One of Iran's greatest imports is oil, despite having the third-largest oil reserves in the world. Nonelectrical machinery, iron and steel, and chemicals are other products that Iran imports. In smaller quantities, Iran imports transport vehicles and electrical machinery, tools and appliances.
Although Iran has vast oil reserves, it is forced to import gasoline because it does not have the resources to turn enough of its oil into gasoline to meet the consumption demands of its people. This is due in large part to international economic sanctions and political pressure by the United States, which has discouraged international companies from investing the capital Iran needs to build refineries.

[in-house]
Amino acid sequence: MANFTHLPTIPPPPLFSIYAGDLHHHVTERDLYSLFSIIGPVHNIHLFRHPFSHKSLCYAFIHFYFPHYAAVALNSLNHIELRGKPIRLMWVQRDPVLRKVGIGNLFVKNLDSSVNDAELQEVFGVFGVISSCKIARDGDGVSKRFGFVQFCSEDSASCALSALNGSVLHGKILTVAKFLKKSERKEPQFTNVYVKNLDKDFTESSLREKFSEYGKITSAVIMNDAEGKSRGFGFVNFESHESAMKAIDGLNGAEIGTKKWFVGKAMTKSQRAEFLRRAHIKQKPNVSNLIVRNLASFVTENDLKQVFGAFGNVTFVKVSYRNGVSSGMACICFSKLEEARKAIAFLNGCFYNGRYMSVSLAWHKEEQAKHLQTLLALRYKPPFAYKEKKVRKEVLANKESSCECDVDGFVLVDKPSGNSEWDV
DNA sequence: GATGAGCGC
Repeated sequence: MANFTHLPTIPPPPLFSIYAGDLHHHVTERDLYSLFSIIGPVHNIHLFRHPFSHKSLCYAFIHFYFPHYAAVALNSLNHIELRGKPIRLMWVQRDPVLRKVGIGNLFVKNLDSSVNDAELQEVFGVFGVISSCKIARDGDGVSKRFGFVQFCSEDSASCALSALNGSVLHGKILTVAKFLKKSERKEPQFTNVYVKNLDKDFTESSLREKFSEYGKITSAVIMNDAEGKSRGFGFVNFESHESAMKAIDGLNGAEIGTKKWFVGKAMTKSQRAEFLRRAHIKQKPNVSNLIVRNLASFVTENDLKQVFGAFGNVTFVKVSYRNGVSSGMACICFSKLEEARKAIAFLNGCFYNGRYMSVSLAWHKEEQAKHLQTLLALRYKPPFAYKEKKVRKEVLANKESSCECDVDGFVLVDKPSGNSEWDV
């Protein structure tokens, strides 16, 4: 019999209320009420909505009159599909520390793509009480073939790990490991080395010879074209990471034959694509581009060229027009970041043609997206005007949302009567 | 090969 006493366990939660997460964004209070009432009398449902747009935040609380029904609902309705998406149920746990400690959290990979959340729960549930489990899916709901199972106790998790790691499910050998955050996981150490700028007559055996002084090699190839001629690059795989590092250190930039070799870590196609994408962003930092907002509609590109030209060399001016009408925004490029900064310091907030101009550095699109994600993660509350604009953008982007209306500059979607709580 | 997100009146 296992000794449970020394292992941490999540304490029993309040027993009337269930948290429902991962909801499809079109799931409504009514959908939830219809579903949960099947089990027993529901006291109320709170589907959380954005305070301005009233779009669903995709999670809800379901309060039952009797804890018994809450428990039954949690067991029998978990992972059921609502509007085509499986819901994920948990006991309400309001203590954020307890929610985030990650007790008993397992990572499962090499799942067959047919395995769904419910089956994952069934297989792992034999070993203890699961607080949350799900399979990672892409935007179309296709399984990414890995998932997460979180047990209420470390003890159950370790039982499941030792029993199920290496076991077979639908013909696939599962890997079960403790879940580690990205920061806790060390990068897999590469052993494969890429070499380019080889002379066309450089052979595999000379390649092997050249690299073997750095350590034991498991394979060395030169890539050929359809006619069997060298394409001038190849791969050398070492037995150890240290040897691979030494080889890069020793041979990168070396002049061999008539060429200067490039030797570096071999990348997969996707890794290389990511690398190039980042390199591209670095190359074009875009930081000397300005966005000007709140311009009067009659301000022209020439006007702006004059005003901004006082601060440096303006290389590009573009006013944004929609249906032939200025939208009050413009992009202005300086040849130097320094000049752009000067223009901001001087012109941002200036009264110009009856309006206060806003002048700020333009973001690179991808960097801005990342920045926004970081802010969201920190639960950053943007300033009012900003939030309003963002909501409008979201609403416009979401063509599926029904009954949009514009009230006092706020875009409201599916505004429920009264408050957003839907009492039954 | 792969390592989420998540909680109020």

Iran historically sold gas to its people at 12 cents a gallon, less than one third the price of production. Demand skyrocketed, eventually outstripping the country's capacity to produce. Smugglers exacerbated the problem by taking Iranian oil and selling it at a premium to neighboring countries. As a result, the Iranian government was forced to increase gas prices to 40 cents per gallon, angering citizens who were used to the subsidized price. The resulting practice of Iranian citizens turning to black markets for their gasoline has furthered Iranian dependency on foreign nations to meet its gasoline demands.